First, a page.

If I don’t remember it like it was yesterday then there is the danger of forgetting. There is the danger that I could pass through time unmarked, unchanged. If time is not a construct designed to change us, then what is it? If time and grief are balled up inside you like a fist and you refuse change, what happens to that fist? Does grief spread inside you like a roadmap, unfurled, sprawling and unknown.

I remember it like it was yesterday. You were always leaving, even before you left for good. You were always leaving, on a Saturday evening, crashing forward into the night. You were always leaving, on a weekday afternoon, hiding in a nearby empty lot. You were always leaving and we were always left looking. I remember it like it was yesterday.


NINETEEN (The Live Album)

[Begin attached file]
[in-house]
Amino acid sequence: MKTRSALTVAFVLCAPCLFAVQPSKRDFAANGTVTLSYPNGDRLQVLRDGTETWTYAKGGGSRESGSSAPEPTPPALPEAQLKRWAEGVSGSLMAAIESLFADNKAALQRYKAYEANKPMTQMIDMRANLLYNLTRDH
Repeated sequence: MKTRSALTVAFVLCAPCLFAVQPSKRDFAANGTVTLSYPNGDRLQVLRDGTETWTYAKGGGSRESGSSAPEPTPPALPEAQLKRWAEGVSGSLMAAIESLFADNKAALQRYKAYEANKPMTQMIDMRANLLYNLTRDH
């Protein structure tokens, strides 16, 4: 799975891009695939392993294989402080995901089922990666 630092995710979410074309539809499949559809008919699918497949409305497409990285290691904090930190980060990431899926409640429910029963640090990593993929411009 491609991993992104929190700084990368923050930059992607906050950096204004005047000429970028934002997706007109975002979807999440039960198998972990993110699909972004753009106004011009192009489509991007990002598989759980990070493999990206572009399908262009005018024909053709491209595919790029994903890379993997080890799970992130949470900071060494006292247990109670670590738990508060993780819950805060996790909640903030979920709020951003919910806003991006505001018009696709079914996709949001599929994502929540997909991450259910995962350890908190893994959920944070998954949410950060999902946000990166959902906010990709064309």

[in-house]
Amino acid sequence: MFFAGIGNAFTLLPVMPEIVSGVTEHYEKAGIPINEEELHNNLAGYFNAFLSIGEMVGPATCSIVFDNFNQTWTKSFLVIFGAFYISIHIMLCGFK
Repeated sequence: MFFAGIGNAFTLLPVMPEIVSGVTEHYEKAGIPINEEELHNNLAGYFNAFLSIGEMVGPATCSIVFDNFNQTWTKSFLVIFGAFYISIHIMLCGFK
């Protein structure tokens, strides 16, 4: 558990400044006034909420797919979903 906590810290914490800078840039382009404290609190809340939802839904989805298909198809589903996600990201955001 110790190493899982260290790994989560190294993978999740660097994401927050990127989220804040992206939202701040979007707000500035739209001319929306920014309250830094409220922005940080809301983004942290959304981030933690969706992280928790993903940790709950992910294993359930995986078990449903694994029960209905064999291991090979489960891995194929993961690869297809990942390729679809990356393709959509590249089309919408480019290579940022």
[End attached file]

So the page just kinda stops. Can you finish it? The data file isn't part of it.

This is a short excerpt from a piece of memoir that I’m currently working on.

The four of us pile into the car and it could be any other day, we could be going anywhere, perhaps to the local shops to pick up groceries, or a little further, to the Westfield. We leave fifteen minutes earlier than we mean to. It doesn’t rain as predicted, but that will come, later.

My sister keeps her window down the whole trip and I shiver beside her. Mum is playing AC/DC’s The Live Album at full volume. As we speed down the highway, ‘You Shook Me All Night Long’ plays, and I keep getting hung up on the line ‘knocking me out with those American thighs’, thinking it’s such a great line. My sister complains the whole way through the song, begging Mum to play some ‘real music’.